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Microsoft to use Minecraft as a classroom for new AI systems

Microsoft announced the project, known as AIX, in a company blog post today. Project AIX is on a mission to build more intelligent technology by introducing AI to the most popular video game ever created, Swedish developer Mojang’s Minecraft.
The title was bought by Microsoft for $2.5 billion in 2014. It has since used the game several times when demonstrating emerging technologies, building impressive prototype versions for its HoloLens holographic headset and the Oculus Rift. It now wants to take Minecraft even further, using the game to teach artificial intelligence to mimic humans.
AIX is a software development platform that allows AI researchers to build “agents” for use in Minecraft worlds. These agents are AI-powered characters that can navigate around the world, traversing its terrain in a similar manner to a real player.
The idea may sound familiar. Many games already have AI-powered characters, including Minecraft itself. The important point is that here the AI will be able to learn new routines, something the static non-player characters of games cannot do.
Minecraft is an incredibly open and diverse world, procedurally generated with trillions of possible permutations. A human player will be able to scale a hill regardless of its shape, picking a route to the summit and jumping and walking until they get there. The team wants to build an AI that can do the same, creating an agent able to navigate every world regardless of its exact design.
“The team is trying to train an artificial intelligence agent to learn how to do things like climb to the highest point in the virtual world, using the same types of resources a human has when she learns a new task,” said Microsoft.
“That means that the agent starts out knowing nothing at all about its environment or even what it is supposed to accomplish. It needs to understand its surroundings and figure out what’s important – going uphill – and what isn’t, such as whether it’s light or dark. It needs to endure a lot of trial and error, including regularly falling into rivers and lava pits. And it needs to understand – via incremental rewards – when it has achieved all or part of its goal.”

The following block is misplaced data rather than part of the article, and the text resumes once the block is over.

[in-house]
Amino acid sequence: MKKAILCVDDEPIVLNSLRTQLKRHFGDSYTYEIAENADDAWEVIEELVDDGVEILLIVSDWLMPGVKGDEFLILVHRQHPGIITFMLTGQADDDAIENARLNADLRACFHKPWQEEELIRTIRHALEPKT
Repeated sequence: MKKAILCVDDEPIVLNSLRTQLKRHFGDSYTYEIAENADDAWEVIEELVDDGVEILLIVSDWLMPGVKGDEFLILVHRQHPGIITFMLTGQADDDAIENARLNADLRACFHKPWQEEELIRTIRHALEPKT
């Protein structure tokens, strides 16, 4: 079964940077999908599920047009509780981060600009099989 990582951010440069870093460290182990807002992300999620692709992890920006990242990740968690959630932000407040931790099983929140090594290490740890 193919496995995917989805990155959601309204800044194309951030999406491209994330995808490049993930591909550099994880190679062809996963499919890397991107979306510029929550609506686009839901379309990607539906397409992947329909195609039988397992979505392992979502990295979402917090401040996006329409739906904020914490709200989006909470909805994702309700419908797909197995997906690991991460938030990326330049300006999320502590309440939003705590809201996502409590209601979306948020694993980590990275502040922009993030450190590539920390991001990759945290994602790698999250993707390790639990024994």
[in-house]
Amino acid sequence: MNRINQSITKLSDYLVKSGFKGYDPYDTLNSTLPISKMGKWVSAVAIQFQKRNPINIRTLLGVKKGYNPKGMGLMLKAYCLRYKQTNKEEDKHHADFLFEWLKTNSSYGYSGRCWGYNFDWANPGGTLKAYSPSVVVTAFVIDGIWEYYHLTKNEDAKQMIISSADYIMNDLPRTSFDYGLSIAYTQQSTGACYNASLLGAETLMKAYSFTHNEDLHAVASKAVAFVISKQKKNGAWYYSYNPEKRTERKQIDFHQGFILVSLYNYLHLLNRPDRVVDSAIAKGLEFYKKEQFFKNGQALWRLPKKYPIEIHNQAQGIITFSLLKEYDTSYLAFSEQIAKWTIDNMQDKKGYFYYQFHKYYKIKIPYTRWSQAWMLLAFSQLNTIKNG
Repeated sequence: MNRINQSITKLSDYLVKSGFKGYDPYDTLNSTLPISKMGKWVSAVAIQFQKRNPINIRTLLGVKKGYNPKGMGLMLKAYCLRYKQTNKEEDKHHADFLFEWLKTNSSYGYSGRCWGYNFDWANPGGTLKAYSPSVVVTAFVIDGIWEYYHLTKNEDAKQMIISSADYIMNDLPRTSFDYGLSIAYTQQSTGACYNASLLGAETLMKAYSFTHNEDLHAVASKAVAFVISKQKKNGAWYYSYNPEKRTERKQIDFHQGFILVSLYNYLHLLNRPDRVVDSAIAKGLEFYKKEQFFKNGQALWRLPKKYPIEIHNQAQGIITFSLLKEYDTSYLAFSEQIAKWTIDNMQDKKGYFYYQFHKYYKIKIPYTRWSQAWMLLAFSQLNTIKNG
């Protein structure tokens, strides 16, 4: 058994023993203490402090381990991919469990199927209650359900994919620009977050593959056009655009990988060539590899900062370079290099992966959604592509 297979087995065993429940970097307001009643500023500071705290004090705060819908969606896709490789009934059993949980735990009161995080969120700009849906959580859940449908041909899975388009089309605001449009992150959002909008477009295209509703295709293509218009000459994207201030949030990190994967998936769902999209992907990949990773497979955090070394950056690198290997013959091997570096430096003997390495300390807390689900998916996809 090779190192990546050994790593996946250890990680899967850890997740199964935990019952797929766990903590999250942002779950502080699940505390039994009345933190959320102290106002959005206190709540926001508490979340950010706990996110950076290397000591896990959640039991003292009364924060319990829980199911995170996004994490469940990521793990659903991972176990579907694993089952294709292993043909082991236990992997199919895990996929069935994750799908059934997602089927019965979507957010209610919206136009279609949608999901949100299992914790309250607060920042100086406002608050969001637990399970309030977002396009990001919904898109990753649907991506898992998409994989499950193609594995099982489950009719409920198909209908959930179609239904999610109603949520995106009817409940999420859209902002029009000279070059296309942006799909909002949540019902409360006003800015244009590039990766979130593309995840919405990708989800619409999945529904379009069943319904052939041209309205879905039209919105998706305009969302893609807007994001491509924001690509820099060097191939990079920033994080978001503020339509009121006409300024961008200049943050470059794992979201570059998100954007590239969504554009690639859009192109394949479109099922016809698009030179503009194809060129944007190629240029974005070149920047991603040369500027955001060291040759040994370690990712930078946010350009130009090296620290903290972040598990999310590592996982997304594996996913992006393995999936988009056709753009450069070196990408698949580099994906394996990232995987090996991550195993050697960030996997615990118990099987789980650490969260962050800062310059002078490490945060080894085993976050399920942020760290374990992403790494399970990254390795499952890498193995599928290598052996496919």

Project AIX was developed at the Microsoft Research Lab in Cambridge, UK. It was unveiled publicly for the first time today but is already in use internally at Microsoft. The team using AIX to train Minecraft characters is based in New York City and works with the project’s developers in Cambridge to expand the platform’s capabilities.
AIX will allow artificial intelligence to “learn” more generally than it can today. Current systems can be taught how to perform one task but are unable to combine different tasks together or apply them to a complex scenario. Humans do this instinctively and with an ease that still isn’t fully understood. AIX wants to replicate this learning, the skills that once acquired enable a Minecraft player to navigate any hill they come across, in artificial intelligence.
Minecraft is being used for testing due to its open environment and endless possibilities. It enables researchers to test AI systems in new ways as it has historically proven difficult to find a practical way to test a robot.
“Building a robot and trying to teach it to climb a real hill is costly and impractical; unlike in Minecraft, you’d have to repair or replace the robot with another costly machine each time it fell into a river,” explains Microsoft. The Minecraft world has the same natural features as the real world but it is possible to recover from an error that would otherwise spell the end of costly hardware.
Project AIX isn’t all about Minecraft though. Later in the summer, a public beta will be released that will allow artificial intelligence researchers worldwide to begin using the system in their own development, creating more lifelike AIs with human behaviour.

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